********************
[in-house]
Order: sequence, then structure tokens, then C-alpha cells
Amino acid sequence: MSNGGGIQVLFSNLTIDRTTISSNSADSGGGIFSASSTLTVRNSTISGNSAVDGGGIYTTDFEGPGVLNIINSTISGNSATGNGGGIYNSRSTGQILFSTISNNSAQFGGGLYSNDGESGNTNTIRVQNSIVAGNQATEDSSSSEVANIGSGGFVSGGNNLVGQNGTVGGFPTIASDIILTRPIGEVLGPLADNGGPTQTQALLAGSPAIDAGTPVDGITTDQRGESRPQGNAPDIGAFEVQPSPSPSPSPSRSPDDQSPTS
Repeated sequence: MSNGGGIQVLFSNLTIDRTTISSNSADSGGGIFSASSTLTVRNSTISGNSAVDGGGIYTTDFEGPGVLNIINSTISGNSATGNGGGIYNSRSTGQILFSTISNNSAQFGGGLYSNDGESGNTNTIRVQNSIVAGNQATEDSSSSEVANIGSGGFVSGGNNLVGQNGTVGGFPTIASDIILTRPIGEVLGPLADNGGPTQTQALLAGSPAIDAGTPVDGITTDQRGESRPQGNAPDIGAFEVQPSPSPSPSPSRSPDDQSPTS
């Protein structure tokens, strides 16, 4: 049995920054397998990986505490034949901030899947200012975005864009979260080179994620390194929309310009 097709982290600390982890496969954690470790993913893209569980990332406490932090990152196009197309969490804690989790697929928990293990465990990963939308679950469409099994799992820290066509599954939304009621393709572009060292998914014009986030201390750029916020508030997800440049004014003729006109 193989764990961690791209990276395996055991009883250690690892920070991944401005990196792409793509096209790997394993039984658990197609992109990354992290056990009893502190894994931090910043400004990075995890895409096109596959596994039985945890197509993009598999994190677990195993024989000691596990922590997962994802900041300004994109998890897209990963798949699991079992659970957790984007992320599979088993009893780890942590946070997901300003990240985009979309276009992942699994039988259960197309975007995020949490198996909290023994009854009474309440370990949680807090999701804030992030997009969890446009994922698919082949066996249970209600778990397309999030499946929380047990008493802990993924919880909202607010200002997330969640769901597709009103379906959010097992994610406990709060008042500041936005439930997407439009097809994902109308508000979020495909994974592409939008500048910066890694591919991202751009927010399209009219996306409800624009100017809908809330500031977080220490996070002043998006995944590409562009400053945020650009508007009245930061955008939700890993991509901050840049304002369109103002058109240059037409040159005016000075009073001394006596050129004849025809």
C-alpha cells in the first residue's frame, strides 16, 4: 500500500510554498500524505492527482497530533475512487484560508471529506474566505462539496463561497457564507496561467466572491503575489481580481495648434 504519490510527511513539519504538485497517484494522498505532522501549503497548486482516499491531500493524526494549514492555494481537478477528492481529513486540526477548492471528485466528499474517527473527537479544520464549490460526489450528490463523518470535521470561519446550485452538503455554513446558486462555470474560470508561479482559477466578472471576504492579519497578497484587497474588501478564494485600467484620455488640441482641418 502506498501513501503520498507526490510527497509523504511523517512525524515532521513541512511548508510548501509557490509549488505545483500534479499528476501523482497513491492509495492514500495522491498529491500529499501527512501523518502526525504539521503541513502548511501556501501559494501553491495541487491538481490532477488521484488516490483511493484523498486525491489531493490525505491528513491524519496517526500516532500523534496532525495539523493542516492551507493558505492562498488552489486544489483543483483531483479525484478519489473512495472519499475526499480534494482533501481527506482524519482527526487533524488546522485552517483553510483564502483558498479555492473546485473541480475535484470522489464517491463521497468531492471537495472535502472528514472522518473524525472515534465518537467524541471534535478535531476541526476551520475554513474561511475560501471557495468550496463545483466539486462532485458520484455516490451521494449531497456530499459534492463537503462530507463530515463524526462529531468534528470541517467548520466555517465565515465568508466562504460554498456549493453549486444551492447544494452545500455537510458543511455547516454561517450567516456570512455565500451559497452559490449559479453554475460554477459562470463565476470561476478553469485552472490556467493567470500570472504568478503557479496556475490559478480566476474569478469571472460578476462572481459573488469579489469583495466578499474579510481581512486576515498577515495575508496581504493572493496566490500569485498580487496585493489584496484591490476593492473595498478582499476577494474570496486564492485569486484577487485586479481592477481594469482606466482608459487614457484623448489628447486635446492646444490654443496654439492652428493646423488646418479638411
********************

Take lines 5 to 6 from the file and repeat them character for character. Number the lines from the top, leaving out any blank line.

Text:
């Protein structure tokens, strides 16, 4: 049995920054397998990986505490034949901030899947200012975005864009979260080179994620390194929309310009 097709982290600390982890496969954690470790993913893209569980990332406490932090990152196009197309969490804690989790697929928990293990465990990963939308679950469409099994799992820290066509599954939304009621393709572009060292998914014009986030201390750029916020508030997800440049004014003729006109 193989764990961690791209990276395996055991009883250690690892920070991944401005990196792409793509096209790997394993039984658990197609992109990354992290056990009893502190894994931090910043400004990075995890895409096109596959596994039985945890197509993009598999994190677990195993024989000691596990922590997962994802900041300004994109998890897209990963798949699991079992659970957790984007992320599979088993009893780890942590946070997901300003990240985009979309276009992942699994039988259960197309975007995020949490198996909290023994009854009474309440370990949680807090999701804030992030997009969890446009994922698919082949066996249970209600778990397309999030499946929380047990008493802990993924919880909202607010200002997330969640769901597709009103379906959010097992994610406990709060008042500041936005439930997407439009097809994902109308508000979020495909994974592409939008500048910066890694591919991202751009927010399209009219996306409800624009100017809908809330500031977080220490996070002043998006995944590409562009400053945020650009508007009245930061955008939700890993991509901050840049304002369109103002058109240059037409040159005016000075009073001394006596050129004849025809």
C-alpha cells in the first residue's frame, strides 16, 4: 500500500510554498500524505492527482497530533475512487484560508471529506474566505462539496463561497457564507496561467466572491503575489481580481495648434 504519490510527511513539519504538485497517484494522498505532522501549503497548486482516499491531500493524526494549514492555494481537478477528492481529513486540526477548492471528485466528499474517527473527537479544520464549490460526489450528490463523518470535521470561519446550485452538503455554513446558486462555470474560470508561479482559477466578472471576504492579519497578497484587497474588501478564494485600467484620455488640441482641418 502506498501513501503520498507526490510527497509523504511523517512525524515532521513541512511548508510548501509557490509549488505545483500534479499528476501523482497513491492509495492514500495522491498529491500529499501527512501523518502526525504539521503541513502548511501556501501559494501553491495541487491538481490532477488521484488516490483511493484523498486525491489531493490525505491528513491524519496517526500516532500523534496532525495539523493542516492551507493558505492562498488552489486544489483543483483531483479525484478519489473512495472519499475526499480534494482533501481527506482524519482527526487533524488546522485552517483553510483564502483558498479555492473546485473541480475535484470522489464517491463521497468531492471537495472535502472528514472522518473524525472515534465518537467524541471534535478535531476541526476551520475554513474561511475560501471557495468550496463545483466539486462532485458520484455516490451521494449531497456530499459534492463537503462530507463530515463524526462529531468534528470541517467548520466555517465565515465568508466562504460554498456549493453549486444551492447544494452545500455537510458543511455547516454561517450567516456570512455565500451559497452559490449559479453554475460554477459562470463565476470561476478553469485552472490556467493567470500570472504568478503557479496556475490559478480566476474569478469571472460578476462572481459573488469579489469583495466578499474579510481581512486576515498577515495575508496581504493572493496566490500569485498580487496585493489584496484591490476593492473595498478582499476577494474570496486564492485569486484577487485586479481592477481594469482606466482608459487614457484623448489628447486635446492646444490654443496654439492652428493646423488646418479638411